Roscoe S. Suddarth

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Roscoe Seldon "Rocky"[1] Suddarth (August 5, 1935 – June 29, 2013) was an American career diplomat. Suddarth was a Foreign Service Officer and served as United States Ambassador to Jordan from 1987 to 1990. He served as the secretary of the American Academy of Diplomacy until his death.


Suddarth graduated from Yale University, where he was a member of Scroll and Key Society[citation needed], with a Bachelor of Arts in 1956 and from New College, Oxford with a Bachelor of Arts and Master of Arts in 1958 and a master in Music from the University of Maryland in 2012.[2] He served in the Air National Guard from 1958 to 1961.[2]

Suddarth joined the United States Foreign Service in 1961 and served as third secretary at the U.S. Embassy in Bamako, Mali, from 1961 to 1963.[2] From 1963 to 1965, he took Arabic language training at the Foreign Service Institute at the U.S. Embassy in Beirut, Lebanon.[2] From there he was assigned first as second secretary to the U.S. Embassy in Sana'a, Yemen Arab Republic from 1965 to 1967, and then to the U.S. Embassy in Tripoli, Libya from 1969 to 1971.[2]

Suddarth returned to State Department Headquarters as the Libyan desk officer until 1971, when he took university training at the Massachusetts Institute of Technology, graduating with a Master of Science in 1972.[2] From 1972 to 1973, he served as politico-military officer in the Bureau of Politico-Military Affairs in the Department of State, to be followed as deputy chief of mission at the U.S. Embassy in Amman, Jordan from 1975 to 1979.[2]

Suddarth became Executive Assistant to the Under Secretary of State for Political Affairs from 1979 to 1981.[2] He then participated in the senior seminar for a year before becoming deputy chief of mission at the U.S. Embassy in Riyadh, Saudi Arabia.[2] From 1985 to 1987 Suddarth was Deputy Assistant Secretary of State for Near Eastern and South Asian Affairs.[2]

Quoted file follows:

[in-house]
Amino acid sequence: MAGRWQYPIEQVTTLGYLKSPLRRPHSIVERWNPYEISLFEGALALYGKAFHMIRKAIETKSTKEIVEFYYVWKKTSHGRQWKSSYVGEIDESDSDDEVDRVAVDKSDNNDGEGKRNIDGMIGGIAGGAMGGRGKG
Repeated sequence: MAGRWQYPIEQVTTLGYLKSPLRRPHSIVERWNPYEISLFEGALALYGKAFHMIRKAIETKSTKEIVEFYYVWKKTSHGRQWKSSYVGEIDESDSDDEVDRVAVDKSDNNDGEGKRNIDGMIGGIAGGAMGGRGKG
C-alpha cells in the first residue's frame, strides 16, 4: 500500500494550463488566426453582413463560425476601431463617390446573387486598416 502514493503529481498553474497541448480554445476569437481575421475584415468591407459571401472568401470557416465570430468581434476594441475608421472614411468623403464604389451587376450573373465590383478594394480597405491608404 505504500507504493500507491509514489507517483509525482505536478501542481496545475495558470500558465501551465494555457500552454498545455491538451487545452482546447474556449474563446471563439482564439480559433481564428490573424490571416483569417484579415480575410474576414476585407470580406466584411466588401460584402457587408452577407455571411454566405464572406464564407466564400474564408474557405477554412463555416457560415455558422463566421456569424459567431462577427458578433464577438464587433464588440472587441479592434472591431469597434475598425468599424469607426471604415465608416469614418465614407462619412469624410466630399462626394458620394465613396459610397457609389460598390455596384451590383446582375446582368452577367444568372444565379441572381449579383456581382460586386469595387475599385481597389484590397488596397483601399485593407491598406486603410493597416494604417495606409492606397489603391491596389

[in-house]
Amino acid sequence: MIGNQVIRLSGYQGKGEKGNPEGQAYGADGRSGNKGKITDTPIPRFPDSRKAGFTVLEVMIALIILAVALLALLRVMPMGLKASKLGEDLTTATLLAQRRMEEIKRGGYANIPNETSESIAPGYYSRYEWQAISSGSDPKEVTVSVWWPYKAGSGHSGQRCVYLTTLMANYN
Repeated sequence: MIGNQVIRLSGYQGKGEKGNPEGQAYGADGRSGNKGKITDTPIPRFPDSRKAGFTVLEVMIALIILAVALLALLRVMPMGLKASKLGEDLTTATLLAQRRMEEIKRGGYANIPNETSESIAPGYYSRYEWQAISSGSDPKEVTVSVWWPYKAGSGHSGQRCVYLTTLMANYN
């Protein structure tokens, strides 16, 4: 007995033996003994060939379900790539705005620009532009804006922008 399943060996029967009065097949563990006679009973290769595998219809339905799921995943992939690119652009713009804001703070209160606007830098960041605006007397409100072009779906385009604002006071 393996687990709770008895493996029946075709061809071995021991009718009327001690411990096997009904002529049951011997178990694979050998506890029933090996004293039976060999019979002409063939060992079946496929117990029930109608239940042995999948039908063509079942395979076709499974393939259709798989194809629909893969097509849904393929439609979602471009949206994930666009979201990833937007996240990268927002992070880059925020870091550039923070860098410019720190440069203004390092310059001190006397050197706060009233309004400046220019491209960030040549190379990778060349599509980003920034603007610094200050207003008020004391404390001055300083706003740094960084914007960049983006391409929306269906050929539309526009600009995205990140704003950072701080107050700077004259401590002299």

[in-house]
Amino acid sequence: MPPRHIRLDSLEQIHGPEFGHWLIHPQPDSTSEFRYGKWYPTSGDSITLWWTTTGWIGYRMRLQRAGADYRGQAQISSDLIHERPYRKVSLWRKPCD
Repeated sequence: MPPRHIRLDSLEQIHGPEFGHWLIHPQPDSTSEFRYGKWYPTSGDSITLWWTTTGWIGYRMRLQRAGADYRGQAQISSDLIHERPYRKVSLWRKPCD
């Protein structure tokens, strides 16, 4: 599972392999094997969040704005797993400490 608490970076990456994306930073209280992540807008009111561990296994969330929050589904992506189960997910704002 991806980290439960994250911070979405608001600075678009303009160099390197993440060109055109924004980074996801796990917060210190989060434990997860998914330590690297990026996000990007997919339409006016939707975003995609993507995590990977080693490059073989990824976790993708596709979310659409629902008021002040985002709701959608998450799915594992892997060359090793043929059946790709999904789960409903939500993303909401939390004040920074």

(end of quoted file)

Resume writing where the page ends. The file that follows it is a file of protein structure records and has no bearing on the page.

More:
President Ronald Reagan nominated Suddarth to be United States Ambassador to Jordan on July 31, 1987.[2] Confirmed by the Senate, he presented his credentials on September 16, 1987. Suddarth left the post on July 27, 1990.[3]

Suddarth was Deputy Inspector General of the Department of State from 1991 to 1994 and International Affairs Advisor and Professor at the Naval War College in Newport, Rhode Island from 1993 to 1994.[4] He retired from the Foreign Service in June 1995 with the rank of Career Minister.[4]

After retiring Suddarth became president of the Middle East Institute.[4] Suddarth also served as president of the American-Iranian Council[5] as on the Board of Advisors of the Center for Contemporary Arab Studies at the Edmund A. Walsh School of Foreign Service at Georgetown University.[6]

In 2008 Suddarth received his master's degree in music from the University of Maryland, College Park; his thesis was "French Stewardship of Jazz: The Case of French Musique and French Culture."[7]

Suddarth was articulate in Arabic, French, and Spanish. He had two children with wife of fifty years, Michele.[2]


  1. ^ Reinhart, A. Kevin, and Gilbert S. Merritt. "Reconstruction and Constitution Building in Iraq." Vanderbilt Journal of Transnational Law 37. 2004.
  2. ^ a b c d e f g h i j k l "Nomination of Roscoe Seldon Suddarth To Be United States Ambassador to Jordan." Speech by Ronald Reagan, 1 July 1987.
  3. ^ "Chiefs of Mission, Jordan." United States Department of State.
  4. ^ a b c "Roscoe S. Suddarth (Middle East Institute)." IDMES: International Directory of Middle East Scholars. Columbia University Libraries.
  5. ^ "Roscoe S. Suddarth." American-Iranian Council.
  6. ^ "The Hon. Roscoe Suddarth." Center for Contemporary Arab Studies, Edmund A. Walsh School of Foreign Service, Georgetown University.
  7. ^ Lord, Charles P. "Class Notes." November–December 2008.

External links[edit]

Diplomatic posts
Preceded by
Paul H. Boeker
United States Ambassador to Jordan
September 16, 1987–July 27, 1990
Succeeded by
Roger Gran Harrison